How to Select Fallen Leaves
Do not attempt to climb up a Ketapang tree and harvest the leaves. For one very simple reason; it is ILLEGAL! Naturally fallen Ketapang tree leaves should contain more tannic and humic acid, thats the very reason why they turn brown and fall from the trees.

To ensure that you pick freshly fallen leaves, you should only select fallen leaves from the top layer of the litter. These freshly fallen leaves should be yellowish-red and still very soft. You can select those and bring them home to dry until it's crisp, which will take about a week at your window.
My suggestion is to pick crisp dried leaves that are from the second highest layer of the litter. These leaves are likely to have a darker reddish-brown tone than the freshly fallen ones. No need to dry, no need to wait, just bring them home, wash it and its ready to use.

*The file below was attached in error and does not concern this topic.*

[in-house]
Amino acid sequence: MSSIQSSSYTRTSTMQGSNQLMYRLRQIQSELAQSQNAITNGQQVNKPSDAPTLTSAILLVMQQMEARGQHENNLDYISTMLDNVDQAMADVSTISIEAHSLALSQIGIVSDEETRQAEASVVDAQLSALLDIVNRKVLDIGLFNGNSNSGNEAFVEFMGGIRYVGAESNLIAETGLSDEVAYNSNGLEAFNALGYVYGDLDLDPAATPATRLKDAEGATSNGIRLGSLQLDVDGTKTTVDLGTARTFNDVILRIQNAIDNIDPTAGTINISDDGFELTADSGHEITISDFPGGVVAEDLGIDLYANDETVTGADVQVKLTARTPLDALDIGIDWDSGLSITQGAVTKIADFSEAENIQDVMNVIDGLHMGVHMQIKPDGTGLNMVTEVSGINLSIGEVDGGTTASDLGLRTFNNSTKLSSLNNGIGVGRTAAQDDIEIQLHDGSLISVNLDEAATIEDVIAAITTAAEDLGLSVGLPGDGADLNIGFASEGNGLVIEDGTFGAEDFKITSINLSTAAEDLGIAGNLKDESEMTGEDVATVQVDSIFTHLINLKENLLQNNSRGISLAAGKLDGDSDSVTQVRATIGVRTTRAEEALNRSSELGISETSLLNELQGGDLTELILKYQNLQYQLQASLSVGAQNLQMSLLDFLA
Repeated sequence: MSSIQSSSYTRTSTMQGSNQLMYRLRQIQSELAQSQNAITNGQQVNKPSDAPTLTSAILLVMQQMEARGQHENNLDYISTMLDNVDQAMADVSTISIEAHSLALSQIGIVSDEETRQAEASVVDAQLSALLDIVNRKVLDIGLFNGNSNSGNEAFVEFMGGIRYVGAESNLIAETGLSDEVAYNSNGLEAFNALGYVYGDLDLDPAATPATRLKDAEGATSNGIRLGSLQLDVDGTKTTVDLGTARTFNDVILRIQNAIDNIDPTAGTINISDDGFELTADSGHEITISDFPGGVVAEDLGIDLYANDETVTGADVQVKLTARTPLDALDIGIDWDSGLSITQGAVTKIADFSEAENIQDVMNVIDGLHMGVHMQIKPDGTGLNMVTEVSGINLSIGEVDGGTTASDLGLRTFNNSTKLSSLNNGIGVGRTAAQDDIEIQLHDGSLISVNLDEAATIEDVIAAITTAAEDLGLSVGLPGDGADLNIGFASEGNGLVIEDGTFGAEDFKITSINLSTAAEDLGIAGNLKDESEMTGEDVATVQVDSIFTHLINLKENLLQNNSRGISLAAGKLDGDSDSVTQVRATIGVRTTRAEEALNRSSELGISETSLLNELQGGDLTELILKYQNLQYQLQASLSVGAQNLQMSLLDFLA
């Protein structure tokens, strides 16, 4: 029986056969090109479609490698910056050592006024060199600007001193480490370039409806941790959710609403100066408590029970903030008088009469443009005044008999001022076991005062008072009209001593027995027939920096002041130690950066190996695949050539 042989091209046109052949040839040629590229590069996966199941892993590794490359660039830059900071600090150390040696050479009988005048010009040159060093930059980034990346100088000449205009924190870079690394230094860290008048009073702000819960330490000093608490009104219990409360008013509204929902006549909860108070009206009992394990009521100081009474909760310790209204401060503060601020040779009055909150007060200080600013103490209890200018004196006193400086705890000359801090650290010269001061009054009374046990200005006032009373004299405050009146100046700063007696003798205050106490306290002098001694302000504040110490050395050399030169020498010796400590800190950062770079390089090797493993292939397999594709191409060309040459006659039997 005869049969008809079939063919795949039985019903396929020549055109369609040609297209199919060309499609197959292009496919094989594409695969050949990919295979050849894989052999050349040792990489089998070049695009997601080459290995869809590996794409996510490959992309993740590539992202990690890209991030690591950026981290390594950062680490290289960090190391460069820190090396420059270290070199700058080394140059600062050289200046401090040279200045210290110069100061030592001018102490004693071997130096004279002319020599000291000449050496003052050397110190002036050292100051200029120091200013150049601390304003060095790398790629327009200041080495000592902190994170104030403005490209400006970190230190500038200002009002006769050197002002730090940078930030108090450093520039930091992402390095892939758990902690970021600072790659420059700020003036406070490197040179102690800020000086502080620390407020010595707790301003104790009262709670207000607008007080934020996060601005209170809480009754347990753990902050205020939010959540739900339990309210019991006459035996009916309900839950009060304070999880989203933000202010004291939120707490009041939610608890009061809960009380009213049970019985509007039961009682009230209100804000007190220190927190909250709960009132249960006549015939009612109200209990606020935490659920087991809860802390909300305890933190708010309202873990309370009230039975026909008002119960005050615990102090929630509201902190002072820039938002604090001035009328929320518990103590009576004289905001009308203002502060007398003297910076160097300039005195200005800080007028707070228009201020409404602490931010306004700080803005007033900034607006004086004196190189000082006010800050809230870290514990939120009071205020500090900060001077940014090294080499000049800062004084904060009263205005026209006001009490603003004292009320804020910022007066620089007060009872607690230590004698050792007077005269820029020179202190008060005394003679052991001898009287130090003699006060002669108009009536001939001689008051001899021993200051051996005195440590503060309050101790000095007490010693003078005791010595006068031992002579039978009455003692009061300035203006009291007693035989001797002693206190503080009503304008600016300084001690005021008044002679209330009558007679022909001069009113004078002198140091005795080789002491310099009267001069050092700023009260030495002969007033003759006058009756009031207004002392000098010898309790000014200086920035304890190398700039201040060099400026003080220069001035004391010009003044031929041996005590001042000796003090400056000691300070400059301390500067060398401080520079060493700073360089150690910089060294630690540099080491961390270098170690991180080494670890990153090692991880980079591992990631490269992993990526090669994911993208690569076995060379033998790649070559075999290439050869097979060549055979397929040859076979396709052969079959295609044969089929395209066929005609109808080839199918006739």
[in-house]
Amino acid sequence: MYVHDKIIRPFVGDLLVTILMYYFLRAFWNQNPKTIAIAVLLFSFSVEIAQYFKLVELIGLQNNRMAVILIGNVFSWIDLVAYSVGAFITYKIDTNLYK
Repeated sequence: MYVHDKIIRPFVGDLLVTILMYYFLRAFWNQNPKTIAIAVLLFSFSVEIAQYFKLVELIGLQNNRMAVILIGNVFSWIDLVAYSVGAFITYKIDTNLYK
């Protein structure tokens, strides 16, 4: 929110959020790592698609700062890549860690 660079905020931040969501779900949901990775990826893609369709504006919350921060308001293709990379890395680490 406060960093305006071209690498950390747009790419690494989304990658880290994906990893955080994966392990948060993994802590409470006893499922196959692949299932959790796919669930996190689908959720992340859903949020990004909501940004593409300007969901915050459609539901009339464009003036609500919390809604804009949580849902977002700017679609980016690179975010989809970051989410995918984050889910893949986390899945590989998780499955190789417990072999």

Do not pick leaves that has lots of dirt sticking to it. These leaves will look light-brown in color and will have many tears and holes, a tell-tale sign that they have been lying there for some time.

A generally rule is; if it's red, pick it, if it's brown, leave it.

Preparation of Leaves
Once you picked the leaves, it is wise to give it a rinse to remove any debris from it. Tap water can be used to do so as it contains a little chlorine which will disinfect the leaves a little.

As soon as you start washing the leaves, you will notice the water starts to turn brown. It is advisable to rinse the leaves as fast as possible to avoid diluting the contents of the leaves. Please take note that tannin will stain your tiles or sink, so clean up after you rinse the leaves.

You can choose to dry the leaves after rinsing them although it is safe to use them immediately.

Basic Ketapang Extract Recipe